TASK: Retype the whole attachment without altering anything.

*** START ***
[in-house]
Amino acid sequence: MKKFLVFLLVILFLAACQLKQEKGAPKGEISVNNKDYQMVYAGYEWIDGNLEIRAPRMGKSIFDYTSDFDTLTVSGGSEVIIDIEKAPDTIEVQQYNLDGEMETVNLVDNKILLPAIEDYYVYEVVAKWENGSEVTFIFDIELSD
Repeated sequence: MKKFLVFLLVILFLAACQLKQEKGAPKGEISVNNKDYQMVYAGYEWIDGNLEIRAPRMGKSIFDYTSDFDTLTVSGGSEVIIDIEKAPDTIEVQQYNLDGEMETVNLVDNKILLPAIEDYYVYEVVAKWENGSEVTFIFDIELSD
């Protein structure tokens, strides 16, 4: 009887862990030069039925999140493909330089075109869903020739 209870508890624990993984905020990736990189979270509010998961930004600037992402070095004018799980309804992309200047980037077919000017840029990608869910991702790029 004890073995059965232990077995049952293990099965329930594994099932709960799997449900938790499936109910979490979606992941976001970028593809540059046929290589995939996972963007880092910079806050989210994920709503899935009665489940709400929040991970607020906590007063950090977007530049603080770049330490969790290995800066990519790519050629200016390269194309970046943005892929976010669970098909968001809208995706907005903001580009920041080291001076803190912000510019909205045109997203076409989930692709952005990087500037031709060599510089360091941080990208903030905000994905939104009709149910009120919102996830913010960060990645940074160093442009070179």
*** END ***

[in-house]
Amino acid sequence: MKKFLVFLLVILFLAACQLKQEKGAPKGEISVNNKDYQMVYAGYEWIDGNLEIRAPRMGKSIFDYTSDFDTLTVSGGSEVIIDIEKAPDTIEVQQYNLDGEMETVNLVDNKILLPAIEDYYVYEVVAKWENGSEVTFIFDIELSD
Repeated sequence: MKKFLVFLLVILFLAACQLKQEKGAPKGEISVNNKDYQMVYAGYEWIDGNLEIRAPRMGKSIFDYTSDFDTLTVSGGSEVIIDIEKAPDTIEVQQYNLDGEMETVNLVDNKILLPAIEDYYVYEVVAKWENGSEVTFIFDIELSD
């Protein structure tokens, strides 16, 4: 009887862990030069039925999140493909330089075109869903020739 209870508890624990993984905020990736990189979270509010998961930004600037992402070095004018799980309804992309200047980037077919000017840029990608869910991702790029 004890073995059965232990077995049952293990099965329930594994099932709960799997449900938790499936109910979490979606992941976001970028593809540059046929290589995939996972963007880092910079806050989210994920709503899935009665489940709400929040991970607020906590007063950090977007530049603080770049330490969790290995800066990519790519050629200016390269194309970046943005892929976010669970098909968001809208995706907005903001580009920041080291001076803190912000510019909205045109997203076409989930692709952005990087500037031709060599510089360091941080990208903030905000994905939104009709149910009120919102996830913010960060990645940074160093442009070179």